Nearly 40 years ago, certificates of deposit were considered great investments. The average annual percentage yield (APY) on a one-year CD was over 11 percent.

In recent years, average rates on CDs were under 1 percent, but they’ve started to climb back up with the onset of federal rate hikes. Today, the average one-year CD has an APY of 1.47 percent, Bankrate’s February 1, 2023 rate survey data shows. The most competitive banks are offering APYs of over 4 percent.

High inflation is still outpacing even the best CD rates, but it’s likely peaked. That means that if you lock in at a high CD rate, it will continue to earn at that rate even as inflation cools.

Average CD rates: 1984-2023

Average CD yields have fallen markedly since the 1980s.

With raging inflation, it’s no surprise that the Fed has been hawkish with rate increases. The central bank raised rates seven times in 2022 and once so far in 2023, with a quarter of a percent increase on February 1.

“Inflation has been at a four-decade high, so the Fed must fight it with full force,” says Greg McBride, CFA, Bankrate chief financial analyst. “But it is easy to talk tough about raising rates when interest rates and the unemployment rate are low.

“Does the Fed have the fortitude to continue to do what is necessary to bring down inflation, even if they see the economy tipping into recession?” McBride says that is the bridge the Fed will have to cross in the coming months.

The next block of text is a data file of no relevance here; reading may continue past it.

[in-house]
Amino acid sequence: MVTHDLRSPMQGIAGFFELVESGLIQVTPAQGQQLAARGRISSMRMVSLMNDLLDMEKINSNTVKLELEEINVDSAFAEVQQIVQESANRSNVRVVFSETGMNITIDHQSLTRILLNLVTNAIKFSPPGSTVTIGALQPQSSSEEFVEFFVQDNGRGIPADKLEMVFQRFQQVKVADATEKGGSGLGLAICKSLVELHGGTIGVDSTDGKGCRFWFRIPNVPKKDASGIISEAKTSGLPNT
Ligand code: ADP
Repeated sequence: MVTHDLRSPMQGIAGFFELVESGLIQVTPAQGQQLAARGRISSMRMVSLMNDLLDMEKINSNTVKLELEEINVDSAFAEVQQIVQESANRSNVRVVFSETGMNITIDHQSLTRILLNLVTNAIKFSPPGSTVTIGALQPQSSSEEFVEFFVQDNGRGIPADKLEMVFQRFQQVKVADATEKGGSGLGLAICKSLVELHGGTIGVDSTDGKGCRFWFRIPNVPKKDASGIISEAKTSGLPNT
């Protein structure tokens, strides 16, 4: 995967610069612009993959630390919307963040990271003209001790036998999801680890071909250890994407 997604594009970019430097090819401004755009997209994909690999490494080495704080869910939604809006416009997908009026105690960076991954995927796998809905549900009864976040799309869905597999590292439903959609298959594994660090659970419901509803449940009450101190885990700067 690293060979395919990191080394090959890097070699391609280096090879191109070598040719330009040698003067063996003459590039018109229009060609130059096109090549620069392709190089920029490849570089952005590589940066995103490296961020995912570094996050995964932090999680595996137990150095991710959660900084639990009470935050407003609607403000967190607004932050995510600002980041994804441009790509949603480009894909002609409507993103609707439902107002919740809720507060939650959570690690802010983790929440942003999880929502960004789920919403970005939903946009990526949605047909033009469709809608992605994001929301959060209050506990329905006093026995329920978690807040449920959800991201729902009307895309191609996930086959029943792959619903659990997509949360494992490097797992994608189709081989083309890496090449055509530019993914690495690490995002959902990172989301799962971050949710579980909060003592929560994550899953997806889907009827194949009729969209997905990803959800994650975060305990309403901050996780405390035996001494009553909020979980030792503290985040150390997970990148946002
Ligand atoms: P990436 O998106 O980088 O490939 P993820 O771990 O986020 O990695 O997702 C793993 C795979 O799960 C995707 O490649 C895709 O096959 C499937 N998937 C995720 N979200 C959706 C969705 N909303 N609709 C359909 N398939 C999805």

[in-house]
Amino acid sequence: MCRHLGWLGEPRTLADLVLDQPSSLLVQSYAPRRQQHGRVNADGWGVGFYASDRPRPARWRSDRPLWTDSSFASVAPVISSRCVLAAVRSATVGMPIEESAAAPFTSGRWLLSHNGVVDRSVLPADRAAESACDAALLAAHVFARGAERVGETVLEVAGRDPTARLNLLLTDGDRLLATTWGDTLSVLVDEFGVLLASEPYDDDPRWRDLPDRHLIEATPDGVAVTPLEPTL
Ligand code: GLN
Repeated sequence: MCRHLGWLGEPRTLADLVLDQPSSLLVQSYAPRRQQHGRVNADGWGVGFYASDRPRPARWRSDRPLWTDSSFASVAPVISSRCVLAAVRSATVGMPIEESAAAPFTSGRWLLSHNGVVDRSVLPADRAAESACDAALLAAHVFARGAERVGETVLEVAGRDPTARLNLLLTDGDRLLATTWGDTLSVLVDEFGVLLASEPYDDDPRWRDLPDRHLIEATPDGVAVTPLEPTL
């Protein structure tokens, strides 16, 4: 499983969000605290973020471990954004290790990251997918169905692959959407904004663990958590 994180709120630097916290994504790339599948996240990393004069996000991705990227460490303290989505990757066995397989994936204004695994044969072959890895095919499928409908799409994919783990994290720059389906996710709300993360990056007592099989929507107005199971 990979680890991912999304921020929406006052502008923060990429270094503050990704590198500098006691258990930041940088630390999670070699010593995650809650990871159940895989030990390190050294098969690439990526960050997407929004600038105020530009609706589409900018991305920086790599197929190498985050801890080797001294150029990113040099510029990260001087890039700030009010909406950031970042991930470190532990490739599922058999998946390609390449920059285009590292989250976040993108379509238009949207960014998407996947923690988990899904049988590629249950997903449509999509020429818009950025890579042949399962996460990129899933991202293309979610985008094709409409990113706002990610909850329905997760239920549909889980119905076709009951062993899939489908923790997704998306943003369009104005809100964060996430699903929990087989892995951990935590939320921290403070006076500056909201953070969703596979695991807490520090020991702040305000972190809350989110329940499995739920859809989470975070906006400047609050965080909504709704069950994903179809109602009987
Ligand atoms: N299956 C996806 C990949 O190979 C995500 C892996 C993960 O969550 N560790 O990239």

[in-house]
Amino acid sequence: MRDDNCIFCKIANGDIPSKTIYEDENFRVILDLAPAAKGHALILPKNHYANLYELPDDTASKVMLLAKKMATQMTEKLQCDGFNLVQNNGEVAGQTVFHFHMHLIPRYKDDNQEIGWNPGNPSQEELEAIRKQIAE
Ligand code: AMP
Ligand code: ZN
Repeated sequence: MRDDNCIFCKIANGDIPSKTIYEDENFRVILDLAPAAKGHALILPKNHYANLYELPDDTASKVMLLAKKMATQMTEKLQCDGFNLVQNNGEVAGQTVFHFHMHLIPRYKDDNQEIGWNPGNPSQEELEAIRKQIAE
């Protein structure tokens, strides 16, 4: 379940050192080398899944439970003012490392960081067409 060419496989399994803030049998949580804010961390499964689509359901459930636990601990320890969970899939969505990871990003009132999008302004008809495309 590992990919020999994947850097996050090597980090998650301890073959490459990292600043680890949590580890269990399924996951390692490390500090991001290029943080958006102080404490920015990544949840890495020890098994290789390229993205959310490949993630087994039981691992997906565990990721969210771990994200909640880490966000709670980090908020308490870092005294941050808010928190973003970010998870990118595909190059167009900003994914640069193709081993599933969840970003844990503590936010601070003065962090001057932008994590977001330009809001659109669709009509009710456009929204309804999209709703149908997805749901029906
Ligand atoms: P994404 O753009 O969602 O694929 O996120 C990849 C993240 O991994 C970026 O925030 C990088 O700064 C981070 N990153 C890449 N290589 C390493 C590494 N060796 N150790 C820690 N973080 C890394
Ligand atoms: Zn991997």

Here’s a look at the historical ups and downs of CD rates and some background on rate fluctuations through the decades.

CD rates in the 1980s

Average CD rates: 1984-1989

CD rates in the 1980s reached record highs. Savers had access to double-digit yields as inflation soared.

The U.S. faced two recessions in the early 1980s. That’s when CD yields peaked. On average, three-month CDs in early May 1981 paid about 18.3 percent APY, according to data from the St. Louis Federal Reserve.

The reason interest rates were so high in the 1980s was due to high inflation. With inflation, the cost of goods and services rises and your money doesn’t buy as much. And so, while savers enjoyed higher rates on their certificates of deposit, their spending power took a hit.

“Interest rates were significantly higher in the early 1980s as the Federal Reserve, led by Paul Volcker, used high rates to corral double-digit inflation,” McBride says.

CD rates in the 1990s

Average CD rates: 1990-1999

CD rates fell in the 1990s and inflation was much lower than it was in the previous decade.

Following another short recession in the early 1990s, conditions improved and inflation fell. Overall, the decade was marked by a solid economy.

“CD yields dropped in the early 1990s following a recession and on the heels of the Fed’s efforts a decade earlier to break inflation,” McBride says. “Yields stabilized in the second half of the decade amid a sustained economic expansion.”

In June 1993, rates started to look normal again, with the average one-year CD yield sinking to 3.1 percent APY, Bankrate survey data shows.

CD rates in the 2000s

Average CD rates: 2000-2009

CD rates declined in the early 2000s. Interest rates were reduced to help jump-start the economy following the stock market bubble.

In early 2000, after the dot-com boom began to lose steam, the economy started to slow and the Fed lowered interest rates to stimulate the economy.

The average yield on one-year CDs fell below 2 percent APY in 2002, Bankrate data shows.

In 2009, following the global financial crisis, the average one-year CD paid less than 1 percent APY. Average rates on five-year CDs were only slightly higher — about 2.2 percent APY.